Artificial Intelligence (AI) stands as a potential threat to job security and wage equality. Some propose Universal Basic Income (UBI) as a solution to these issues, along with the possible consequences of AI-induced job losses. Encouraging developments have been seen in areas where UBI has been implemented, but the effectiveness and economic feasibility of such a solution remain under scrutiny.
UBI as a solution to AI-induced job losses
The concept of Universal Basic Income, or UBI, has been around for centuries, but it's gaining traction in contemporary society as a potential solution to various economic inequalities. These inequalities, including wage disparity and job insecurity, are being exacerbated by the rise of Artificial Intelligence (AI). The fear is that as AI continues to evolve, it will render certain jobs obsolete, leading to a spike in unemployment. UBI is seen as a way to provide a safety net for individuals who find themselves in this precarious situation.
Differing views on AI's impact on the job market
Elon Musk, tech entrepreneur and CEO of SpaceX, believes that the rise of AI will make jobs redundant, as machines take over the tasks currently performed by humans. However, Karl Widerquist, a philosopher and economist at Georgetown University-Qatar, offers a more nuanced outlook. Widerquist posits that AI will not eliminate jobs outright, but rather push individuals into lower-paying professions. This shift in workforce dynamics, according to Widerquist, might lead to a decline in overall wages, and as a result, an increase in economic inequality.
Netherlands study reveals UBI's potential benefits
A recent study in the Netherlands adds weight to the argument in favor of UBI. The study found that when unemployed individuals were given a basic income, their participation in the labor market increased. This wasn't only due to the financial support provided by UBI, but also the removal of conditions and sanctions traditionally imposed on job seekers. The findings suggest that UBI could provide a cushion for workers displaced by AI and automation, and simultaneously incentivize them to secure new employment.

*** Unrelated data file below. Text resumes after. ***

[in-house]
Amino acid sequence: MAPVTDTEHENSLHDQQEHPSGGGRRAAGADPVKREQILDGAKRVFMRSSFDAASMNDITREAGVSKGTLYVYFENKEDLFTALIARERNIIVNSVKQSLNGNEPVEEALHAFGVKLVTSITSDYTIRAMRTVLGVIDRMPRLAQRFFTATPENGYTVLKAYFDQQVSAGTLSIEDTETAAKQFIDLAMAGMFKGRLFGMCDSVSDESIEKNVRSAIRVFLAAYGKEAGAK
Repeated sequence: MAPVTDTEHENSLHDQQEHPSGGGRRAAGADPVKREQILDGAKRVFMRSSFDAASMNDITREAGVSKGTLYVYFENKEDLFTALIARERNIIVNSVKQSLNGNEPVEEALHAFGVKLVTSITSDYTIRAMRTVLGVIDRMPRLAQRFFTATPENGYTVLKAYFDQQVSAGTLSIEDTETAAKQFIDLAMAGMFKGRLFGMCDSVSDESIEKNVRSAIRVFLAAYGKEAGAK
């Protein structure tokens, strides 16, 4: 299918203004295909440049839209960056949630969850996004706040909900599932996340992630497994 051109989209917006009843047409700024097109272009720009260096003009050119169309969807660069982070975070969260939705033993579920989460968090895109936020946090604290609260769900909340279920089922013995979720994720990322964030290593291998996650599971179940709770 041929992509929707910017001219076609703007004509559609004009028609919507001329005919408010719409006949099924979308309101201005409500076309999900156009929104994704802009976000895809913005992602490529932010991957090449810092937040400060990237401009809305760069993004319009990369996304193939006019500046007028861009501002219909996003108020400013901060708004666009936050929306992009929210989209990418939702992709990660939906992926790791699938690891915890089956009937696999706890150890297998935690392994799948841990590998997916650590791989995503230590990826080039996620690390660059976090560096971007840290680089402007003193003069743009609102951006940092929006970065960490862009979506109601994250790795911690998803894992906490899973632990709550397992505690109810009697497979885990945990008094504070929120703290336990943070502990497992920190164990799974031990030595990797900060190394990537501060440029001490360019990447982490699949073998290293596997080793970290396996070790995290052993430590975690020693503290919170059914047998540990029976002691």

Kenya's large-scale UBI scheme stimulates entrepreneurship
Kenya is currently running the world's largest UBI scheme, which has been providing daily payments to almost 5,000 people since 2017. The program, which is funded by donations and managed by GiveDirectly, has resulted in an unexpected wave of entrepreneurship. As more people leave low-wage jobs to start their own businesses, there's a swell in the available workforce, which has led to an increase in salaries. These findings provide a glimpse into the transformative potential of UBI in a developing economy.
A macroeconomist and researcher at the International Labour Organization, Rosanna Merola, presents a different solution for dealing with AI-induced job losses: a robot tax. The idea is to tax companies that replace human workers with robots or AI, and use the revenue to fund UBI. While the idea is theoretically compelling, practical implementation remains a challenge. Issues like defining what constitutes a 'robot' and determining how to tax it present legislative hurdles that make the robot tax a currently unrealistic proposal.
Joe Chrisp, a researcher at the University of Bath’s Universal Income Beacon, voices skepticism about UBI. He fears that such a policy could inadvertently encourage the proliferation of low-wage, unstable jobs, rather than incentivize people to find more stable work. While he acknowledges the potential benefits of UBI, Chrisp remains cautious, emphasizing the need for careful consideration of the systemic implications of such a policy.